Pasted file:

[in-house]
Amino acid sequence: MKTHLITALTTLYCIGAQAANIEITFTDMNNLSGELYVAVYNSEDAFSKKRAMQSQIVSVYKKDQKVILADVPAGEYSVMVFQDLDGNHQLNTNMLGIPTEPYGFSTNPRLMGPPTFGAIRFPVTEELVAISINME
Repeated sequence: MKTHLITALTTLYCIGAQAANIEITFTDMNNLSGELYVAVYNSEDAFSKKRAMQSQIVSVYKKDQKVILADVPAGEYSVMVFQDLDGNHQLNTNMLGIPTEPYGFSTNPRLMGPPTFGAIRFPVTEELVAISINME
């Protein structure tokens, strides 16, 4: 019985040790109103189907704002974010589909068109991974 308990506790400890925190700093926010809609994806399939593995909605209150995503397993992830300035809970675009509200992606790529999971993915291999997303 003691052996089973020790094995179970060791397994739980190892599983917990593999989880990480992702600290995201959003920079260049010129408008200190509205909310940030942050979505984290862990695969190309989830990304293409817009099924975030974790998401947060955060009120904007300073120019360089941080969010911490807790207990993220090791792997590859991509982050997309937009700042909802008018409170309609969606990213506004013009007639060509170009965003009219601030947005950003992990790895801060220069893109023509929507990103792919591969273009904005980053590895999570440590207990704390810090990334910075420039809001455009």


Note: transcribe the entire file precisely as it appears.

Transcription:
[in-house]
Amino acid sequence: MKTHLITALTTLYCIGAQAANIEITFTDMNNLSGELYVAVYNSEDAFSKKRAMQSQIVSVYKKDQKVILADVPAGEYSVMVFQDLDGNHQLNTNMLGIPTEPYGFSTNPRLMGPPTFGAIRFPVTEELVAISINME
Repeated sequence: MKTHLITALTTLYCIGAQAANIEITFTDMNNLSGELYVAVYNSEDAFSKKRAMQSQIVSVYKKDQKVILADVPAGEYSVMVFQDLDGNHQLNTNMLGIPTEPYGFSTNPRLMGPPTFGAIRFPVTEELVAISINME
């Protein structure tokens, strides 16, 4: 019985040790109103189907704002974010589909068109991974 308990506790400890925190700093926010809609994806399939593995909605209150995503397993992830300035809970675009509200992606790529999971993915291999997303 003691052996089973020790094995179970060791397994739980190892599983917990593999989880990480992702600290995201959003920079260049010129408008200190509205909310940030942050979505984290862990695969190309989830990304293409817009099924975030974790998401947060955060009120904007300073120019360089941080969010911490807790207990993220090791792997590859991509982050997309937009700042909802008018409170309609969606990213506004013009007639060509170009965003009219601030947005950003992990790895801060220069893109023509929507990103792919591969273009904005980053590895999570440590207990704390810090990334910075420039809001455009």